Dealerfloor has heard of several recent attempted hijackings of demo cars. We knocked on the door of MasterDrive CEO and COO Eugene Herbert to ask about the best practices to prevent hijackings.
“In handling a vehicle demonstration, as with many other crime prevention procedures, it is true that prevention is better than cure. So, make sure to discourage an attempted hijacking well before the person gets behind the wheel,” says Eugene.
Eugene explains that an attempted hijacking is normally planned well in advance and that hijackers never work alone. Any way in which dealers can show that they too are prepared and working as a team will usually send the hijacker on his way to look for easier targets.
“Firstly, try not to do walk-in test drives. It may be difficult, because sales are hard to come by and you do not want to let a prospect slip through your fingers. If you still want to do the test drive, perhaps first test the person’s reaction when you mention that test drives are by appointment only.
“Use the information-gathering process at the start as the first discouragement. Collect the person’s info under the guise of COVID screening and don’t cut corners when having the person complete the necessary forms and provide his driver’s licence. Compare both if you are worried,” says Eugene.
“Next up, consider offering three or four pre-set routes for the person to drive, without providing exact details. You can ask him or her to describe the way in which they would use the car to suggest one of the pre-set routes and then, as a precaution, mention your selected route to a colleague or the receptionist. If you can do this while within earshot of the prospective client, so much the better.”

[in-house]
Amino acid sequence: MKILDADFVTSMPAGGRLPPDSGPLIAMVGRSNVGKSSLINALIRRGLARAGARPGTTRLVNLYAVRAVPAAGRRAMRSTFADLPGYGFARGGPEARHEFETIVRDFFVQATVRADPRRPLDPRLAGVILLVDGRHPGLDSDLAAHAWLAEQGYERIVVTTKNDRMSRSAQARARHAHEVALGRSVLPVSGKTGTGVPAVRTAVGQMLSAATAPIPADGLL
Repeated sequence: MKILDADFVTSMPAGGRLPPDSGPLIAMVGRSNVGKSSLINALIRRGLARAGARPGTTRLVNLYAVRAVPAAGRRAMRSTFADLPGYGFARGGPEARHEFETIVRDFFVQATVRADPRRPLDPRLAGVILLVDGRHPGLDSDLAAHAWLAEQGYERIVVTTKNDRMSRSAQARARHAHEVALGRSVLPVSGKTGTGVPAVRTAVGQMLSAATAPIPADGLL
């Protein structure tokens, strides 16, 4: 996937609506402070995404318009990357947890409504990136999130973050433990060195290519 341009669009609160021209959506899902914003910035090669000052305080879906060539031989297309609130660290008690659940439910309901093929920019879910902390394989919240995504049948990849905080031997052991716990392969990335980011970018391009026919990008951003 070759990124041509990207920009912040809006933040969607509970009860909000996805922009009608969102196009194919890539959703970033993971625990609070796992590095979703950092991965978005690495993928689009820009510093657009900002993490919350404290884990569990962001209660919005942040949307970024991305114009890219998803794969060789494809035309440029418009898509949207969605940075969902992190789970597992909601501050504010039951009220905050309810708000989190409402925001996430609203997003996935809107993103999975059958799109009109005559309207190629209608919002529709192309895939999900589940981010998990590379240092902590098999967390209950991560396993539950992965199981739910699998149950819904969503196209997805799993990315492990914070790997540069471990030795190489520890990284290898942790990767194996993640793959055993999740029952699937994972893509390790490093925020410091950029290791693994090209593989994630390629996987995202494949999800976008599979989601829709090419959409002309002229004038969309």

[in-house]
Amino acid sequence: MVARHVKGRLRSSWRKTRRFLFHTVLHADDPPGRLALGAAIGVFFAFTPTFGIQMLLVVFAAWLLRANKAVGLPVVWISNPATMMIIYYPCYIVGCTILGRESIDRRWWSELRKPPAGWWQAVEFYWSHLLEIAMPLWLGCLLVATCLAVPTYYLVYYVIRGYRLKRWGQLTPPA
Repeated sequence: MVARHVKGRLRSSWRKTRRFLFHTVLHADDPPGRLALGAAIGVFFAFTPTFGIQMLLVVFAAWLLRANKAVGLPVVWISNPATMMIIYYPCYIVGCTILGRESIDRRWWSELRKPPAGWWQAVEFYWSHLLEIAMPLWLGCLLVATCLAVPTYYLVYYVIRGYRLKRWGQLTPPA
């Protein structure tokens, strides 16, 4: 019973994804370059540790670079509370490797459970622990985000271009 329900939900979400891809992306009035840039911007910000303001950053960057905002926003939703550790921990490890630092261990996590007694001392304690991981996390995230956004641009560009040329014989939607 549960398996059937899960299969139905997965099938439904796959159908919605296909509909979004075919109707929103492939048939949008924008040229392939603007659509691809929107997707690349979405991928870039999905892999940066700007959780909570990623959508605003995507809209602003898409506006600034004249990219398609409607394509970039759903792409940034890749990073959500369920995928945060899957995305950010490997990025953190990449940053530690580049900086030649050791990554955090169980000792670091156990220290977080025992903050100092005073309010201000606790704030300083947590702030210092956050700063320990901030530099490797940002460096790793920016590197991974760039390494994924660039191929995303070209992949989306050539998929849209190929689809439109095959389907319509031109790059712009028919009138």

Once in the vehicle, it would be advisable for the salesperson to mention to the driver that all vehicles are tracked and monitored at all times. Also mention that, owing to insurance regulations, no calls are allowed during the drive. This will again discourage any hijacker who may want to warn his colleagues of changes to the route or give them a heads-up that he is approaching the pre-arranged spot.
“Once you are on the route, try to keep the vehicle moving. Don’t allow breaks for the driver to relieve himself (you can offer a bathroom break prior to departing). Also, as you will know the route well, you could pre-empt a long stop at an intersection by encouraging the driver to slow down and time the traffic light ‘to avoid any unnecessary inconvenience while testing the vehicle’,” says Eugene.
“And listen to your gut. You will know when something feels amiss, especially if the prospective customer is evasive, in a hurry to get in behind the wheel, irate about not being allowed to use his phone in the car or not interested in all the features you show him.”
Lastly, Eugene mentions that there are tools, such as the Namola GPS panic button that they supply to protect salespeople on test drives. This device is independent of your phone and allows you to hide it on a lanyard in your shirt or on your wrist to notify a pre-set security company and the dealership if there is a crisis.